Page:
Since 2005, "dual-core" processors have become common, where two physical processors are integrated into a single physical chip so that two "threads" of data can be processed simultaneously for faster multi-tasking. Currently, dual-core processors are being phased out in favour of faster "quad-core" processors.

 

The two main manufacturers of processors are Intel and AMD. Intel processors range from the budget single-core Celeron to the mid-range Core 2 Quad, to the Core i7 Extreme for high performance. AMD processors range from the entry-level Sempron, to the mid-range Athlon 64 X2, to the Phenom II X4 at the top of the range.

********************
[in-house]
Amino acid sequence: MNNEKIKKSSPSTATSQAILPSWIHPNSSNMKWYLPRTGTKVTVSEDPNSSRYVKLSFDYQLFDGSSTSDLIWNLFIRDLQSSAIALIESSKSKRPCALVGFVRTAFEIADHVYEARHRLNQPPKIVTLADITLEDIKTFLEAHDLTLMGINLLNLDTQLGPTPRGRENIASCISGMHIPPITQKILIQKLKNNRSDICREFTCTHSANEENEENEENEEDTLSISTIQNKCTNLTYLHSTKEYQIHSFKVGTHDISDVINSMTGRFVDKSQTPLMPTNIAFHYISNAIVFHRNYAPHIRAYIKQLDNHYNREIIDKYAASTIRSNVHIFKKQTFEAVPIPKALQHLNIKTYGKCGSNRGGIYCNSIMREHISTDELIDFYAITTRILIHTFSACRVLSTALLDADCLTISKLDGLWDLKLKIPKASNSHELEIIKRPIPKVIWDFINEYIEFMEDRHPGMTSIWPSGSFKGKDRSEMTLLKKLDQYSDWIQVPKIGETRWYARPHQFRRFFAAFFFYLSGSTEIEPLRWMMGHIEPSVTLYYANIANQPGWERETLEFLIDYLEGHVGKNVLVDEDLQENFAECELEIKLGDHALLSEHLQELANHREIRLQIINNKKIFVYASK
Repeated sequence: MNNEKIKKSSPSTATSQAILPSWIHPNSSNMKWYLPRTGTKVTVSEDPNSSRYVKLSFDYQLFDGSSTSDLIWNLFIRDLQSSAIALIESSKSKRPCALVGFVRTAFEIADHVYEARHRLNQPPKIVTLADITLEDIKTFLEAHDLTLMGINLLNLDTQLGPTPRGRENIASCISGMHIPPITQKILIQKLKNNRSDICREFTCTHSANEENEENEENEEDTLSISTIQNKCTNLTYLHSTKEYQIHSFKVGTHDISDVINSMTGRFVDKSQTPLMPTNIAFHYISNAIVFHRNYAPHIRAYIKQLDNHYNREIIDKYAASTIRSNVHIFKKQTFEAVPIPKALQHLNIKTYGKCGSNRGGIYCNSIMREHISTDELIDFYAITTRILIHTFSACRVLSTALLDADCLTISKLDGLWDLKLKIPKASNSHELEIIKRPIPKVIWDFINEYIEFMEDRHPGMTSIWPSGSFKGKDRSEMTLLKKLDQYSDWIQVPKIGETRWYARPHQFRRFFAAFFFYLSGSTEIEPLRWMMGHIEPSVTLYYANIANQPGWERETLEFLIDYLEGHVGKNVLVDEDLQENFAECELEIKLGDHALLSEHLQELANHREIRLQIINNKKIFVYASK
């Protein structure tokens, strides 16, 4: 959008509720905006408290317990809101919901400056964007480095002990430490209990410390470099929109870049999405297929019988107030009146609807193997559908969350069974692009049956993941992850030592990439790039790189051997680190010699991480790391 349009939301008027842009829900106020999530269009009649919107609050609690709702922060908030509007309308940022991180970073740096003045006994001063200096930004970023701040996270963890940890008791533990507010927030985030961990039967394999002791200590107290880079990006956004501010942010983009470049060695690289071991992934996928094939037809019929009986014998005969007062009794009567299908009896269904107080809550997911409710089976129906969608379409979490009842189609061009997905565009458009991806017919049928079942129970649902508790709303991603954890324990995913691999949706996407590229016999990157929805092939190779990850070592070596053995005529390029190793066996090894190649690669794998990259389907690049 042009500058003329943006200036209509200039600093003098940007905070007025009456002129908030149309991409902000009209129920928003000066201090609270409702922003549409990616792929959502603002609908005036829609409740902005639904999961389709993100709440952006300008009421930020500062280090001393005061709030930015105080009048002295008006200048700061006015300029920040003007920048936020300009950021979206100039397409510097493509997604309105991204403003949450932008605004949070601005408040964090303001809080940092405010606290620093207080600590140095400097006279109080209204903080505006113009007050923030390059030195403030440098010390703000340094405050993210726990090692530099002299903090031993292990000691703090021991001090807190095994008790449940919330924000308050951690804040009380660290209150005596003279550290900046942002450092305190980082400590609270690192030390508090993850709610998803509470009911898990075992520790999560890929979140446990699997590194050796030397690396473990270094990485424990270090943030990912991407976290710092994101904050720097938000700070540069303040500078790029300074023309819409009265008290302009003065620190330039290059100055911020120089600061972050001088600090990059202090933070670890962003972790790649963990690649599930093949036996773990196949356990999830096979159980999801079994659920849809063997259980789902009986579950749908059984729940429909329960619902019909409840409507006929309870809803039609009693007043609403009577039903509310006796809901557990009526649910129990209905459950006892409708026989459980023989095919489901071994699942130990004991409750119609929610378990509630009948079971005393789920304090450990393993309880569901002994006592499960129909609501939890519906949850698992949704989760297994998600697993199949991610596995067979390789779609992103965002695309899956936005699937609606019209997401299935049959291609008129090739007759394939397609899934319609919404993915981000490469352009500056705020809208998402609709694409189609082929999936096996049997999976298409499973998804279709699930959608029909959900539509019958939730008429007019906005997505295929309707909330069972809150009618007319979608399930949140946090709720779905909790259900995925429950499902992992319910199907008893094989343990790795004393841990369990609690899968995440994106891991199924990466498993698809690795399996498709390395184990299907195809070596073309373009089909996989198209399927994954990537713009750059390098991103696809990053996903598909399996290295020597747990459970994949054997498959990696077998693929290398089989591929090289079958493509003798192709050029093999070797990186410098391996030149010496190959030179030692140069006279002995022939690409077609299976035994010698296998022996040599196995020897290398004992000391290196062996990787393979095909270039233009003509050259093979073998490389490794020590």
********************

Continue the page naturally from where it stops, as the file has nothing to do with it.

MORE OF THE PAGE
Memory

The memory (RAM or Random Access Memory) is where your computer stores the information it is currently working on. The more memory in your computer, the faster it will run. RAM was once measured in megabytes (MB) but is increasingly measured in gigabytes (1GB = 1,000MB) as computers become more powerful to meet the demands of modern software.

 

A reasonable starting spec for the Windows XP operating system is 512MB. This is sufficient for office tasks and surfing the internet, but if you intend to use graphics-intensive programs or to play 3D games, you should consider increasing this to 1 or 2GB. Windows Vista users will require a minimum of 2GB and preferably 4GB of RAM.

 

Hard Drive